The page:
Q: We've got several plants of Karl Foerster ornamental grass in our landscape. Should they be cut back in the fall? — Bob Larson, Bismarck.
A: Ornamental grasses winter best with their tops left intact, without cutting back in the fall. The tops catch snow, which provides good insulation against frigid cold. Many of these ornamental grasses have decorative seed heads that add interest to winter landscapes and attract birds to nibble seed.
Grasses, like the commonly planted Karl Foerster, are best cut back in spring to a few inches above ground level, before new grass shoots begin emerging from the crown.
Q: As I was mowing our lawn this past summer, I noticed my shoes and the lawnmower were both covered with a fine rust-colored powder from the grass. The lawn looks fine, but should I be concerned about a disease? — D. Jorgenson, Fargo.
A: The rusty, orange powder is composed of millions of spores of rust fungi. Although it's considered a disease, it's usually more of an annoyance than actually causing harm to lawngrass. Our lawn was rusty also this year. When the right conditions of weather, moisture and fungal organisms align, the rust develops, often in mid- to late-summer.
Most sources don't recommend fungicide treatment to prevent or treat rust on home lawns. Although there are a few references to lawns being weakened by the rust, most research considers lawn rust a cosmetic nuisance. On our own lawns, I've never felt rust caused diminished grass growth. Although we can't control the weather (heavy evening dews that exacerbates fungi growth), we can help by avoiding evening and nighttime watering of lawns, and water in early morning instead.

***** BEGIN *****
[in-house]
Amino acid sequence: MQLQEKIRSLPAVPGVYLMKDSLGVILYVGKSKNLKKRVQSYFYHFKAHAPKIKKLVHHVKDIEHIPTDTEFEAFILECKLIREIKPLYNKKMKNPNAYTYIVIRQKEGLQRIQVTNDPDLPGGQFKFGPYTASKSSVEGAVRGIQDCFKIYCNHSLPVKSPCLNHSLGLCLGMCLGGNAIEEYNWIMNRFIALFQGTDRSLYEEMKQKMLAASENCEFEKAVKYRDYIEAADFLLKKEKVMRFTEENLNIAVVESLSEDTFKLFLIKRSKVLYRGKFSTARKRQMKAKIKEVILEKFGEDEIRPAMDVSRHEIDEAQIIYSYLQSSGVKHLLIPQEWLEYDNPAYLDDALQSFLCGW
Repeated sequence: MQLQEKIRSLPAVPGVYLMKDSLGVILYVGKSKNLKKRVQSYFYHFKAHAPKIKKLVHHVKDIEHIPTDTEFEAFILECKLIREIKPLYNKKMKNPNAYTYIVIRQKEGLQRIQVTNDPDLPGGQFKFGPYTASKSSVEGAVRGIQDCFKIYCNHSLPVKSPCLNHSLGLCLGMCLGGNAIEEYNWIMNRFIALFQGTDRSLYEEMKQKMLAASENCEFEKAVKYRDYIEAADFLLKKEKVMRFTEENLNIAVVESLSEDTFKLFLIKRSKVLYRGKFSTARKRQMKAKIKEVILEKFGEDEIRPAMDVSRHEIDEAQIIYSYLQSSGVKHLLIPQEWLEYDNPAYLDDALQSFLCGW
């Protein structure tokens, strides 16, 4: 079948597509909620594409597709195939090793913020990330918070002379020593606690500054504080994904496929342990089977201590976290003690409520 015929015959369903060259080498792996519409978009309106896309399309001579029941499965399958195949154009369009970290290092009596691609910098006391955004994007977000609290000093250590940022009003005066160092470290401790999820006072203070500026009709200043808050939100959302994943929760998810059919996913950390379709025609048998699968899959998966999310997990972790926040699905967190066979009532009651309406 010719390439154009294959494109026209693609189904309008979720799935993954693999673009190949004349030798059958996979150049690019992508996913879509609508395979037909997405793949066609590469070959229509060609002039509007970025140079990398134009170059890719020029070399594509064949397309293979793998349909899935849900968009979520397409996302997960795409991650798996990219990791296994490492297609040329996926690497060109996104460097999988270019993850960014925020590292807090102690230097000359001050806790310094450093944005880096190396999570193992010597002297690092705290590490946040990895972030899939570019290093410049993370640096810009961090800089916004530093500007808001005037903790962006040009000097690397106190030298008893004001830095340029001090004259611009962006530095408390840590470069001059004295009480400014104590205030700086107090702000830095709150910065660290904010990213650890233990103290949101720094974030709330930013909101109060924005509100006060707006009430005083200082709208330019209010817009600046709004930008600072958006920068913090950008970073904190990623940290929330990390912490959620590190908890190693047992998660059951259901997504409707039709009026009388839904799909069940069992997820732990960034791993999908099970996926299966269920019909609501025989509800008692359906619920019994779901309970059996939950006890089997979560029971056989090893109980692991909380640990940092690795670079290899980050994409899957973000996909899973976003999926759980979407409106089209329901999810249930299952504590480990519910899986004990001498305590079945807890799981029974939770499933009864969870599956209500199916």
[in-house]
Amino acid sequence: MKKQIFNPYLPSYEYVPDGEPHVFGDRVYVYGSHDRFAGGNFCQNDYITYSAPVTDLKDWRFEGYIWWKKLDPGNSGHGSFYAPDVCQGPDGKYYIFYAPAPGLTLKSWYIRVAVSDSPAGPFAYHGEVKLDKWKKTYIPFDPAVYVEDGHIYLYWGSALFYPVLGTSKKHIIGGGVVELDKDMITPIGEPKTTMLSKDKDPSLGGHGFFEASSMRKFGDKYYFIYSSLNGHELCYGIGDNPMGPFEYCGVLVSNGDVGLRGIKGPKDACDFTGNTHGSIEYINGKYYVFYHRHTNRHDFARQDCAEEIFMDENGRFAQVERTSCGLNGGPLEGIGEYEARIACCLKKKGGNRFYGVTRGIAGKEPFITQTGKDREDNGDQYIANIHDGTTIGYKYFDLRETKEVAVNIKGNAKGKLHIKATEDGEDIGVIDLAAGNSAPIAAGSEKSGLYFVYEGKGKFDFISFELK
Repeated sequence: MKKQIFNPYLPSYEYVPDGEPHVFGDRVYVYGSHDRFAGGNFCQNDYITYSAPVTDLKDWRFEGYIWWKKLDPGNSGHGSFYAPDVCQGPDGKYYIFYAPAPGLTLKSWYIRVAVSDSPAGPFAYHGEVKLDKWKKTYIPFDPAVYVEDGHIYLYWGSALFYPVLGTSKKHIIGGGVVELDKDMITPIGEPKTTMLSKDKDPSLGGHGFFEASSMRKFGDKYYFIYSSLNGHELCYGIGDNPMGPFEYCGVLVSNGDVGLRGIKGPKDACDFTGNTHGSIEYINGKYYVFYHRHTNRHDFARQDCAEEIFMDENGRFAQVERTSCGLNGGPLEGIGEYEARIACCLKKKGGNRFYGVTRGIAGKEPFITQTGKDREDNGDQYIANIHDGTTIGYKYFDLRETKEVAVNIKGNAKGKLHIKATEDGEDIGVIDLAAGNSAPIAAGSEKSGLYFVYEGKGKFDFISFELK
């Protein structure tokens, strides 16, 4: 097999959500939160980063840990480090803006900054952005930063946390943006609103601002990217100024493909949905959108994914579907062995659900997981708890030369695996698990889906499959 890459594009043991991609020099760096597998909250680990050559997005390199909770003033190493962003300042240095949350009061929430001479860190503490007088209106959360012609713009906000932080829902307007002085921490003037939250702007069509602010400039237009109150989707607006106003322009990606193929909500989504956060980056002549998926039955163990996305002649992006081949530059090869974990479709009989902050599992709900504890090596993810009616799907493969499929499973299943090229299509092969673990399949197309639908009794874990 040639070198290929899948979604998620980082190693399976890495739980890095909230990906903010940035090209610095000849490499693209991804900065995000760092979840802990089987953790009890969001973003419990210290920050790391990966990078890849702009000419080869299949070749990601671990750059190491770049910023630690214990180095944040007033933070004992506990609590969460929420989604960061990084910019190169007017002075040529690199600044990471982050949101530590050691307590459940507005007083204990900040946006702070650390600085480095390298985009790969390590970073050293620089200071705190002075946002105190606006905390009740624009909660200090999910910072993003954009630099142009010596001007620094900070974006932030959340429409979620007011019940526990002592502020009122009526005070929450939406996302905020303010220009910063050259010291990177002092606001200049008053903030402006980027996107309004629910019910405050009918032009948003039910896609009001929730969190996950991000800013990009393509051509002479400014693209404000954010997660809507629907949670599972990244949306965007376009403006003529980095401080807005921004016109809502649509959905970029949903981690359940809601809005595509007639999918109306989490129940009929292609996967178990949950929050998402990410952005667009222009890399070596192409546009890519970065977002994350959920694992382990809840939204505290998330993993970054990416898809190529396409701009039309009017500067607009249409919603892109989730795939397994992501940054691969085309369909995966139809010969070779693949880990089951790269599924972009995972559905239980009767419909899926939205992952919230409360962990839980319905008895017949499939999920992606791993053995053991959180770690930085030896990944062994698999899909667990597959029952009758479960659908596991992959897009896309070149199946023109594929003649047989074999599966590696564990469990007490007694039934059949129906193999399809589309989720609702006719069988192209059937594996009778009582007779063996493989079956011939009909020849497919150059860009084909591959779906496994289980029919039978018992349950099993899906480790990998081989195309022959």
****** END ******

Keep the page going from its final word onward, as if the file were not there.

Q: The leaves on the hybrid tea roses I planted this summer are still clinging to the rose bush, even after several hard freezes. I'd like to cover them for the winter, but can I do that when there are still leaves on the bush? — Mary H., Fergus Falls, Minnesota.
A: Many rose bush varieties, including most hybrid tea types, tend to hold their frozen leaves, rather than dropping them in autumn. Sometimes they'll cling on the bush all winter until new growth pushes the old off. This wouldn't be a problem, except when tender roses are covered with a winter insulation of leaves, straw or woodchips, the clinging foliage can develop mold.
Before covering for the winter in early November, many rose growers first strip the leaves from their rose bushes by running their hands along each cane. Others apply fungicide to the foliage to control rot before covering.
Q: I cut my peony down to the ground in August because it was unattractive. My neighbor said I did it too soon, and should have waited until fall. Any opinions? — Barb S., Grand Forks.
A: Peonies are one of the few perennials that are best cut down in fall, rather than waiting until spring. Because perennials are moving food internally from the foliage down into the roots in late summer in preparation for winter, delaying cutback until after hard freezes is best for the plant.